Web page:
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No, it’s not emblazoned on big, bold office lobby signs for everyone to see, but women in leadership roles — or who aspire toward an elevated position and platform — know exactly what it feels like to crash into the glass ceiling. It’s a mixture of shock, awe, humiliation, exasperation, and of course, wholly justified anger at what has been, is now, and always will be a completely unfair and unjustifiable barrier to professional and personal growth.
Fortunately, things are slowly changing; and it’s primarily because a growing number of courageous and talented women are demonstrating that it’s possible and practical to break through the glass ceiling — without getting cut. Here are three well-used tactics from the playbook:
1. Embrace Ambition
One of the most tragic consequences of systemic discrimination is that it convinces and compels victims to undermine their own potential. Instead of asking, “Why not me?” they ask, “Why should I bother?”
Today’s and tomorrow’s women leaders need to guard against hitting the self-destruct button by embracing their ambitions, rather than apologizing for them. This country — and frankly, the best things on this planet — exist because visionary people aspired to greatness, instead of settling for someone else’s artificially low standards.
2. Be Emotional
For centuries, the fact that women are considered more emotional than men has been used against them. Indeed, even movies and TV shows — especially from the last century — are riddled with examples of confused women worrying about the emotional impact of various decisions, while their (of course male) boss or husband is celebrated for making cold, calculated calls without thinking (or caring, for that matter) about the human factor. Well, that was then: and this now!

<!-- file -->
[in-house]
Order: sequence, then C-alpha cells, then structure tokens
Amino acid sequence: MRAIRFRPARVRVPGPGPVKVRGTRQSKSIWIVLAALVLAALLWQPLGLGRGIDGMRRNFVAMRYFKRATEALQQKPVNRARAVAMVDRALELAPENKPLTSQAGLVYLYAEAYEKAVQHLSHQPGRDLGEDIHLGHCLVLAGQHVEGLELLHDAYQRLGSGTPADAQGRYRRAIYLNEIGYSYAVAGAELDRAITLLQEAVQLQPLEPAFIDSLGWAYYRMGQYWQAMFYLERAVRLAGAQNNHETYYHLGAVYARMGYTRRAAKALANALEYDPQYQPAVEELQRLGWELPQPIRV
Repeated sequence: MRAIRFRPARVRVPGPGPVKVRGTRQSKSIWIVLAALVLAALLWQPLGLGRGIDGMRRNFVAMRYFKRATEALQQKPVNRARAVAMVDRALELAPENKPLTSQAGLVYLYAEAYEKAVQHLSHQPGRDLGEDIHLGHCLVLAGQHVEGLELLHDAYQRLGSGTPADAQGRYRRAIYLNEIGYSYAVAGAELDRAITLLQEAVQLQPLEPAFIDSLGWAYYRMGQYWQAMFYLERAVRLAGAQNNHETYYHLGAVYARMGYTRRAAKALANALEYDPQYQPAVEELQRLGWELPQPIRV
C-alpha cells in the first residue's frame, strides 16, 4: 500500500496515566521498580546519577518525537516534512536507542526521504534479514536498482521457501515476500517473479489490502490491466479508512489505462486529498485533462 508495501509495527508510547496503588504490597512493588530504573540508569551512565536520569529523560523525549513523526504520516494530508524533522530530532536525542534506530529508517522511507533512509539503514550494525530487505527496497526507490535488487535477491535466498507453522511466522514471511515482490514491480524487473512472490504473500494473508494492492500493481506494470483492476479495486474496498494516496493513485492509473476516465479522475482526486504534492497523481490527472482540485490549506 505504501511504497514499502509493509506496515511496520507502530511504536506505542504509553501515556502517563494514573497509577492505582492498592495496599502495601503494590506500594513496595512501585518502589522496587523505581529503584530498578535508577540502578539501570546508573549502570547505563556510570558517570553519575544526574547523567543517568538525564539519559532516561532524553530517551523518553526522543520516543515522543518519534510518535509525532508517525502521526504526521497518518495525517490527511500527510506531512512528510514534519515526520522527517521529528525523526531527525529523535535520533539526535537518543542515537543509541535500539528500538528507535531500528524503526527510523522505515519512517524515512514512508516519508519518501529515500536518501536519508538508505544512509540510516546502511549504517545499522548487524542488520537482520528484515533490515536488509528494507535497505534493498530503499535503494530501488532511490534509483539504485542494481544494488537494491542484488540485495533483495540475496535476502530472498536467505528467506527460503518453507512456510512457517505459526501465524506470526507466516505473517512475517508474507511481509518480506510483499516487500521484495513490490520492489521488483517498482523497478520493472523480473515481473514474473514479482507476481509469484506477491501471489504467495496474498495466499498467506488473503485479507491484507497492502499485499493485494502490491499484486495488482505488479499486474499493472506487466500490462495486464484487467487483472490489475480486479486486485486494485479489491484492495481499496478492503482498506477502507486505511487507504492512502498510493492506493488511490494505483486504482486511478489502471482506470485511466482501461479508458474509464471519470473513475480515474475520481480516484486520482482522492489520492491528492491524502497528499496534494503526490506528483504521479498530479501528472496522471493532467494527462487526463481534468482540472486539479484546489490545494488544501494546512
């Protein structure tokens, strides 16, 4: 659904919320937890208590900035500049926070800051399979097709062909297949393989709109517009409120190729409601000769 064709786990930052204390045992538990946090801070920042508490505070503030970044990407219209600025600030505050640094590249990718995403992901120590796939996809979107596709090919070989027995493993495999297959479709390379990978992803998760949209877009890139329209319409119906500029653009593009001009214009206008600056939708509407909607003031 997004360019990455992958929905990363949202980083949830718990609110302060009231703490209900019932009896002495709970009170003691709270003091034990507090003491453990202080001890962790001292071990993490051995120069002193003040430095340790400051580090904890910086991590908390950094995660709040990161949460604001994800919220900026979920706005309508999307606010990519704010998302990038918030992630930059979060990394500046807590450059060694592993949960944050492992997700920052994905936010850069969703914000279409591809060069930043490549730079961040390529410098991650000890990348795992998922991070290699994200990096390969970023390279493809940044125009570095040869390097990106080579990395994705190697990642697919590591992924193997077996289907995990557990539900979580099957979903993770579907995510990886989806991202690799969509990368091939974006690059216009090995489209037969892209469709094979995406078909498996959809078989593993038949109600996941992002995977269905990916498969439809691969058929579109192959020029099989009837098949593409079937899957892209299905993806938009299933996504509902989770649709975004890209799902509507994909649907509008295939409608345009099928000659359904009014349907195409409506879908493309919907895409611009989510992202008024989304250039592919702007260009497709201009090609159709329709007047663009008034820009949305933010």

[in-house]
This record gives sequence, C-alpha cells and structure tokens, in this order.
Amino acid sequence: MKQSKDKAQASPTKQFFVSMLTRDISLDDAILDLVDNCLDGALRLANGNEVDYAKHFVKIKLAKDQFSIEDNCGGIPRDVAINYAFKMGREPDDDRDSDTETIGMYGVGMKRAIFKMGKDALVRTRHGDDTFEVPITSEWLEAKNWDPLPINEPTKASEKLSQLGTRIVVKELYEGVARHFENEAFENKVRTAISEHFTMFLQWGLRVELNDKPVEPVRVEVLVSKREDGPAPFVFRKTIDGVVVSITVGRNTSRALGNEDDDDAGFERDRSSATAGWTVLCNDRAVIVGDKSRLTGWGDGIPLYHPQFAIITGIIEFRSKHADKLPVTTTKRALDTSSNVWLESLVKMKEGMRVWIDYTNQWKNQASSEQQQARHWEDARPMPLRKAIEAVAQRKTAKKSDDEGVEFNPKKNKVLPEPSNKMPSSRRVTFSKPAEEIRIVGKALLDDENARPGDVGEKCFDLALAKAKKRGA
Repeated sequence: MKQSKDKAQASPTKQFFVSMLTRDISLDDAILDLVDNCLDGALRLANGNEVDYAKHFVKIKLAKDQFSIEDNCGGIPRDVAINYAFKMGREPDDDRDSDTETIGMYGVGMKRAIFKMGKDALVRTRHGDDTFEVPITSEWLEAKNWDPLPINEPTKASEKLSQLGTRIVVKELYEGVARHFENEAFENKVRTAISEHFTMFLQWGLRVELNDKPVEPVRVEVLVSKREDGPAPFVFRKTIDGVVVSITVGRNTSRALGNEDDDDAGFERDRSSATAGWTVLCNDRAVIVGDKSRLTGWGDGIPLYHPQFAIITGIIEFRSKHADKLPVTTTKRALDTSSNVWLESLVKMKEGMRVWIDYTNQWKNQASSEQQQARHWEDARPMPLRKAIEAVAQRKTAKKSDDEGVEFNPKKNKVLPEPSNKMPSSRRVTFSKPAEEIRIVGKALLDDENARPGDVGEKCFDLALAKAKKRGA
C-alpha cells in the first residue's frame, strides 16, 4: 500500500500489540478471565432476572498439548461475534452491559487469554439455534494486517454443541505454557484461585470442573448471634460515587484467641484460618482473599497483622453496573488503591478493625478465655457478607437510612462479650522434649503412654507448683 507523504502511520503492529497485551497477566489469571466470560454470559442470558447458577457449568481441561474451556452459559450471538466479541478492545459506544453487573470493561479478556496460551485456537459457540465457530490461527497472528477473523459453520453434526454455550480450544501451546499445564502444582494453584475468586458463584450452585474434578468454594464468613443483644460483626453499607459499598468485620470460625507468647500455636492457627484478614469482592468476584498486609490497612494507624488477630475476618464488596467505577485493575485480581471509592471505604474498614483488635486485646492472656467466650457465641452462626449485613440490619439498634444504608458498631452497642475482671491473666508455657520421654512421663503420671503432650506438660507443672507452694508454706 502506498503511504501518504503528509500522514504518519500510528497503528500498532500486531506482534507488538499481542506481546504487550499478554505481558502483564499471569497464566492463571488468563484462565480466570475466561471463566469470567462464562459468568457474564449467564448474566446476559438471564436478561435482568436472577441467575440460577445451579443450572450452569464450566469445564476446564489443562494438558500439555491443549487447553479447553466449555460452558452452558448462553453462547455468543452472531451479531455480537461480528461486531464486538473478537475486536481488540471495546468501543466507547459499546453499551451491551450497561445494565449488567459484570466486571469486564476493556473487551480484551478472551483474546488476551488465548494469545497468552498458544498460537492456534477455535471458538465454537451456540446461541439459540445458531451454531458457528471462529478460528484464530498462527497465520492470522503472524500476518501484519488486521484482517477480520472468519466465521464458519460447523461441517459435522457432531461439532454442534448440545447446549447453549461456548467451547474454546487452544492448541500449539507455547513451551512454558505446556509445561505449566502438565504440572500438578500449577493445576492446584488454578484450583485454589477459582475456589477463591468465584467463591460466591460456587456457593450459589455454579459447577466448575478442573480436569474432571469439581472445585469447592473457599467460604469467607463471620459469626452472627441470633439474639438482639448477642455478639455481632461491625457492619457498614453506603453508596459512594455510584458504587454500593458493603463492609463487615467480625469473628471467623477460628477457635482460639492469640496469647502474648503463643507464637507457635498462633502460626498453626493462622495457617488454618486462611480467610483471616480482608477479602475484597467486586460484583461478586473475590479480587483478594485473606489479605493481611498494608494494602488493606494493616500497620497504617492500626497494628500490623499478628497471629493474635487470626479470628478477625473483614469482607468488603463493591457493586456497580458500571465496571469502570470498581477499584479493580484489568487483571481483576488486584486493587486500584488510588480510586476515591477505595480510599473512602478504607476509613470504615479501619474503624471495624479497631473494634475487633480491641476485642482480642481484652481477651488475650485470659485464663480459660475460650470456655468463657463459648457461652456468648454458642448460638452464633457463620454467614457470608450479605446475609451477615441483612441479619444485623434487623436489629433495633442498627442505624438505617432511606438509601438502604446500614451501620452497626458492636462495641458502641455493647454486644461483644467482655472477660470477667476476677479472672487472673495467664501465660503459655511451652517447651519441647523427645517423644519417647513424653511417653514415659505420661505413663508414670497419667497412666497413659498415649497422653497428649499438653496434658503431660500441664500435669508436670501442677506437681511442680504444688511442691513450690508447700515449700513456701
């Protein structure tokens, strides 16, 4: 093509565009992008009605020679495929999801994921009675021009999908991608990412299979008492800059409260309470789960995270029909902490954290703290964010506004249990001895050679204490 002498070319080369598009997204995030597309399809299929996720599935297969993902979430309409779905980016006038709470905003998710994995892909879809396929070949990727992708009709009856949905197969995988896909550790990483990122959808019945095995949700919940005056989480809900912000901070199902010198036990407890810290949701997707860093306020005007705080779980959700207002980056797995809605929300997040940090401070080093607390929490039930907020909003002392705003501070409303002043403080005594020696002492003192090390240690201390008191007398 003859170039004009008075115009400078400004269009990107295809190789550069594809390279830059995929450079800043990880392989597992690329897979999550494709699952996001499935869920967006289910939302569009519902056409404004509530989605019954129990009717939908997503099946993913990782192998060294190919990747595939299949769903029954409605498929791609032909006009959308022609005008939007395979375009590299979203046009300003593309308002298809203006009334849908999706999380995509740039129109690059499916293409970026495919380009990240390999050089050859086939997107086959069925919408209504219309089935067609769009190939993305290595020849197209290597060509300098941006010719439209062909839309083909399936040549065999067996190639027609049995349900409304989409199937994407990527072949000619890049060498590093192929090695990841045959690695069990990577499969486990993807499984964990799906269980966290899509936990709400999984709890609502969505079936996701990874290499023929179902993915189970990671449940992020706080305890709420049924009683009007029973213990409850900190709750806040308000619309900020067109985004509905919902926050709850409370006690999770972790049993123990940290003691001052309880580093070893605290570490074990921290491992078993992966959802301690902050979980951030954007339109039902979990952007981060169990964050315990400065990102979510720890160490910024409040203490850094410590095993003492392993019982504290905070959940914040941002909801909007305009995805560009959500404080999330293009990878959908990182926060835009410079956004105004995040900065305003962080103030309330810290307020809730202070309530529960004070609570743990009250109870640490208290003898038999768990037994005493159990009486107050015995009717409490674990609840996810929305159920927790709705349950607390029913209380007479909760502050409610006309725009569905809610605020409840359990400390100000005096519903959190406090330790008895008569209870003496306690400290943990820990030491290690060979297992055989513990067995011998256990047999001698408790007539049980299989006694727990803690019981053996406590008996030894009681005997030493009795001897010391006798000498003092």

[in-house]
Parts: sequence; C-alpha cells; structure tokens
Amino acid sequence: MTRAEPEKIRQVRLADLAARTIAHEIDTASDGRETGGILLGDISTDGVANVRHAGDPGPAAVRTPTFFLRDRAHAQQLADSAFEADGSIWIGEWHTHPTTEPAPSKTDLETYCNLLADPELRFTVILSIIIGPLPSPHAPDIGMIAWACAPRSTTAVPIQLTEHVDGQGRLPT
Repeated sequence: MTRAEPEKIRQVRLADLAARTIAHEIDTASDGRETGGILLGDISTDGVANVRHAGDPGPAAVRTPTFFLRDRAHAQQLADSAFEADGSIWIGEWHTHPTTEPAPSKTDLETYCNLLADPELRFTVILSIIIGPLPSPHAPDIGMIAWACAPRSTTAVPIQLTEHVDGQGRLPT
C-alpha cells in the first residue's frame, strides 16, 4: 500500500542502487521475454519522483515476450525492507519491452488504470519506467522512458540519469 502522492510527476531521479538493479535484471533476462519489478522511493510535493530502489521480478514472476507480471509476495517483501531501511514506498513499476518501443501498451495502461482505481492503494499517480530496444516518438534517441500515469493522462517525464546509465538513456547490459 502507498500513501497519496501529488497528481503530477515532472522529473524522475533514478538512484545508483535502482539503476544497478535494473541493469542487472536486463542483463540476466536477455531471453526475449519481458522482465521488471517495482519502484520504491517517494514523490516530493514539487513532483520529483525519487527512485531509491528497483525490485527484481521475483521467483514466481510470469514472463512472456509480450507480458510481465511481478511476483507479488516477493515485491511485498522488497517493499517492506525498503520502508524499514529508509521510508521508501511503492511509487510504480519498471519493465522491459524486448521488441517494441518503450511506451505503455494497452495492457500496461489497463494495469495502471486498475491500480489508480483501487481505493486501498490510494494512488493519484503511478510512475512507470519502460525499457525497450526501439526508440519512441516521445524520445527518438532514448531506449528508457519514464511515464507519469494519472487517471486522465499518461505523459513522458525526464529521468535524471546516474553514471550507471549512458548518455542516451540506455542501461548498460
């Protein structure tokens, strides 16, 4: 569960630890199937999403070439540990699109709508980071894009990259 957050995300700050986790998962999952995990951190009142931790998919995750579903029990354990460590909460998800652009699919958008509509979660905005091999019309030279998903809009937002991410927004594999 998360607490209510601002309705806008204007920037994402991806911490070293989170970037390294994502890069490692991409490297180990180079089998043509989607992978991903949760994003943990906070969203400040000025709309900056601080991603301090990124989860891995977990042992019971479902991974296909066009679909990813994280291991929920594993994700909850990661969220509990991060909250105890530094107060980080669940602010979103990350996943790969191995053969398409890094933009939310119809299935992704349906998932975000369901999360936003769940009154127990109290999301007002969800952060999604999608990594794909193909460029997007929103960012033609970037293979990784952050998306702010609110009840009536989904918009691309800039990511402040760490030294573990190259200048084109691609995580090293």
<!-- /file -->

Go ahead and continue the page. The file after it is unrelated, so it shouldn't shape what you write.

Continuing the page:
Today, emotional intelligence isn’t a drawback. It’s an advantage that, ironically, smart and self-aware men in leadership positions are striving to cultivate within themselves and across their teams. And this isn’t just because it’s the right thing to do, but also because building strong relationships, being authentic, and understanding the emotional and intellectual sides of an equation — not just the latter — are good for the bottom-line.
3. Don’t Overcompensate
I saved the most challenging advice for last, but it’s also the most important. Many outstanding women leaders feel a deep obligation to not just do their jobs well, but to do it far better than the men around them — because they’re carrying the weight of other women on their shoulders and don’t want to let them down. This quest is noble and women who undertake this burden should be commended. However, it’s also not fair to them; and it’s often not healthy either.
As Smart Meetings wisely advises: “Having it all is an elusive myth. Instead of striving for perfection in all areas, women should aim for growth in what matters most. This can be personal or professional and will morph over time.”
The Bottom Line
As more women break through the glass ceiling — without getting cut — we’re inching toward a time when this unjustified, unfair, and counter-productive barrier will be viewed as historical shame and not a contemporary reality. We aren’t there yet. But we’re getting there, one outstanding woman leader at a time.